Your business website is crucial to maximizing your company’s marketing potential. When you send out a postcard marketing campaign, about 90% of your prospects will visit your website before they call your office. If your website isn’t performing up to its potential, you will miss out on a huge amount of prospects that could be growing your business. Google Analytics is a fantastic online resource that tracks your website’s performance across dozens of metrics, which can help show you where your site needs improvement.

Let’s take a look at the top 7 business website performance metrics…

1. Unique Visits:

This metric shows you how many new visitors your site attracts. It tracks every visit that originates from a different internet connection. This gives you an idea, as accurately as possible, of how many prospects visit your website. It won’t count several views from the same internet connection, so it is not how many VIEWS your site gets, but how many different PROSPECTS interact with your site. This can tell you how well your SEO (Search Engine Optimization) is working, or tell you that you could use a postcard campaign to increase online traffic. It’s a good baseline to show you how many prospects you are encountering online. 

2. Average Duration of Visit:

This statistic gives you insight into how engaging your site is in both DESIGN and CONTENT. For example, if a prospect visits your site and clicks on the “Back” button seconds later, your site probably lacks an attractive, organized, and engaging design. You want to capture prospect’s attention with your design, then engage them with interesting and relevant content. A low average duration of visit means that at best, your site is visually unappealing or unclear in its message. At worst, it appears chaotic and unprofessional, which means the visitor is unlikely to return. This metric helps you judge how engaging your site is, and increasing engagement will increase conversions. 

3. Bounce Rate:

The “Bounce Rate” is similar to the average duration of visit, but has different implications. At its core, a bounce rate is the percentage of visitors who enter your site on any given page, but leave without visiting any of your other pages. They bounce off your site like a trampoline. This means that people are not finding what they are looking for on your site, and don’t think it is worth spending time looking around for it. Instead of a trampoline, you want your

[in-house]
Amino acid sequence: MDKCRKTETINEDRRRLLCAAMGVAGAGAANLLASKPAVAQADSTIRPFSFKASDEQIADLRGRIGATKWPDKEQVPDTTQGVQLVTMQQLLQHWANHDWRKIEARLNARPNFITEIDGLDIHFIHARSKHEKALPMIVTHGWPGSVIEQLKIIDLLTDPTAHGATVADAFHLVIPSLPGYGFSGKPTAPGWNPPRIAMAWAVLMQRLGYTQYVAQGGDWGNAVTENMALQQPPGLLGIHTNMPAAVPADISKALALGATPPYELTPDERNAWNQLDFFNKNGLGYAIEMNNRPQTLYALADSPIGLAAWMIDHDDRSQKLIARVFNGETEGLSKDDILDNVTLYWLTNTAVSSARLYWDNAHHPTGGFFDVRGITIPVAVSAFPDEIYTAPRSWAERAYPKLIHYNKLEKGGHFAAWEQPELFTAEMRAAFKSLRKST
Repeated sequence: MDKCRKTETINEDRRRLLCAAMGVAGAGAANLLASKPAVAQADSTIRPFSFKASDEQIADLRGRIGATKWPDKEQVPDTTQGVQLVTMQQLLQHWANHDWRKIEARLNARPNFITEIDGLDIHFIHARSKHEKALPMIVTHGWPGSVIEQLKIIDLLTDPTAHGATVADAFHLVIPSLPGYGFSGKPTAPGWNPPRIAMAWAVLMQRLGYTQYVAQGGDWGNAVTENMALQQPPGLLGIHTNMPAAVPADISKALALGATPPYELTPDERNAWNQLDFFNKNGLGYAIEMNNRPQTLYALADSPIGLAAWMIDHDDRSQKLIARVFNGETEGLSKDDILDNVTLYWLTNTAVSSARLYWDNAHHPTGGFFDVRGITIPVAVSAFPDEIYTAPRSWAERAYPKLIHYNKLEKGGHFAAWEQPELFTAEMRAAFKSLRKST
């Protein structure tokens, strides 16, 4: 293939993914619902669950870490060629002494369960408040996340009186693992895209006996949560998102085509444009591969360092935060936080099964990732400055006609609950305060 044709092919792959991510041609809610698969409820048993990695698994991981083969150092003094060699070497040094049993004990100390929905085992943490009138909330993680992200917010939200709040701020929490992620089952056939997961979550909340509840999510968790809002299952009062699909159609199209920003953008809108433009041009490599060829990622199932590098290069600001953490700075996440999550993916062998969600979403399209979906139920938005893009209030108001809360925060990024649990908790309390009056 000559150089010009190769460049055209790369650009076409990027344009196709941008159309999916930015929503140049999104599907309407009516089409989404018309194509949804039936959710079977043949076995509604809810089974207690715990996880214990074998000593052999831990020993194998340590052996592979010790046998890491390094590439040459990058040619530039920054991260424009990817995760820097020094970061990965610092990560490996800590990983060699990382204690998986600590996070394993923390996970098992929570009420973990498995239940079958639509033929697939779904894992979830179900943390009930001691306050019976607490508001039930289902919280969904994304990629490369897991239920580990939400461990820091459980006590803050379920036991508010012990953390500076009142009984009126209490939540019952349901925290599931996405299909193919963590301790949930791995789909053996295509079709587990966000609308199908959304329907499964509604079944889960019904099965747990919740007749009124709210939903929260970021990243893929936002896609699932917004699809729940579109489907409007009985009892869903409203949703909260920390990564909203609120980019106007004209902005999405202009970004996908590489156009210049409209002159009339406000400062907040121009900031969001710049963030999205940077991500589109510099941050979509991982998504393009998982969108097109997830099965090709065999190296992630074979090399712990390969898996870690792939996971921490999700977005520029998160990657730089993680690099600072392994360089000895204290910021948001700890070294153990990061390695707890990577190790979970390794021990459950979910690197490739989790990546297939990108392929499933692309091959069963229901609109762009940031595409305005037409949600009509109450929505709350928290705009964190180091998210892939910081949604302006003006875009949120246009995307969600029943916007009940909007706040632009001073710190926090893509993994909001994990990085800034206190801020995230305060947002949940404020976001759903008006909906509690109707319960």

site to be like a net. It should capture visitors’ attention and prompt further exploration. A high bounce rate could also mean your website’s navigation is confusing. Navigation buttons should be in clear view and allow visitors to get where they want to go quickly and easily. This will lead them through your online marketing process naturally and effortlessly.

4. Percentage of New / Return Visits

Are your website visitors coming back to your site or are they looking elsewhere? The quality of your site’s content will determine whether or not you are seen as an expert in your field. It is also critical to regularly add engaging new content to your website (A blog is great for this!), so your prospects have a reason to visit regularly. The more return visits you can develop the more likely you are to convert a prospect, because in marketing, REPETITION is key.

5. Blog Traffic

A blog is an incredible asset to a business website. It helps you build trust with prospects by letting them get to know you, and by showing your expertise in your industry. If you have a blog, it is vital to keep up with its performance as well. In Google Analytics there is a way to view metrics for your blog alone. You can see how many visitors you get, how many interactions you generate, how long a post is read before moving on, etc. This information is very helpful in your quest to make your content as engaging and effective as possible.

6. Paid vs. Non-paid search traffic

If your company uses online marketing tools like Pay Per Click or Google Remarketing — which I highly recommend — you’ll want to differentiate which prospects are coming via those paid avenues and which are coming through a more organic, non-paid process. Paid traffic is simply visitors who arrive at your site via a PPC link or a Remarketing ad. Non-paid traffic is the visitors who find your site via postcard referral, word-of-mouth referral, or by entering relevant keywords in a search engine. If you find your visitors are coming primarily from paid avenues, you may want to focus more on SEO (Search Engine Optimization) or postcard referrals to drive more organic traffic to your site. More organic traffic means a higher ROI when you convert these organic prospects.

7. Visits with Transactions/Conversion Rate

This metric is, quite literally, the money-maker. It shows you how many of your visitors you are turning into customers, or at least incorporating into your marketing reach. It can tell you how many visitors fill out your contact form, download a free report, set up an appointment, and, of course, how many complete a transaction. This tells you exactly how much your site is worth to your company. Growing a business is about lead generation and lead conversion. If your website isn’t bringing enough prospects into your marketing reach, or isn’t converting them once they are leads, then your website isn’t reaching its marketing potential.

Google Analytics gives you all this statistical information AND MORE. It tracks all the activity on your site across dozens of these analytical metrics, synthesizes the information, and puts it into useful and easy to understand graphs, so you can quickly see how your site is performing.

Start tracking with Google Analytics today with this report.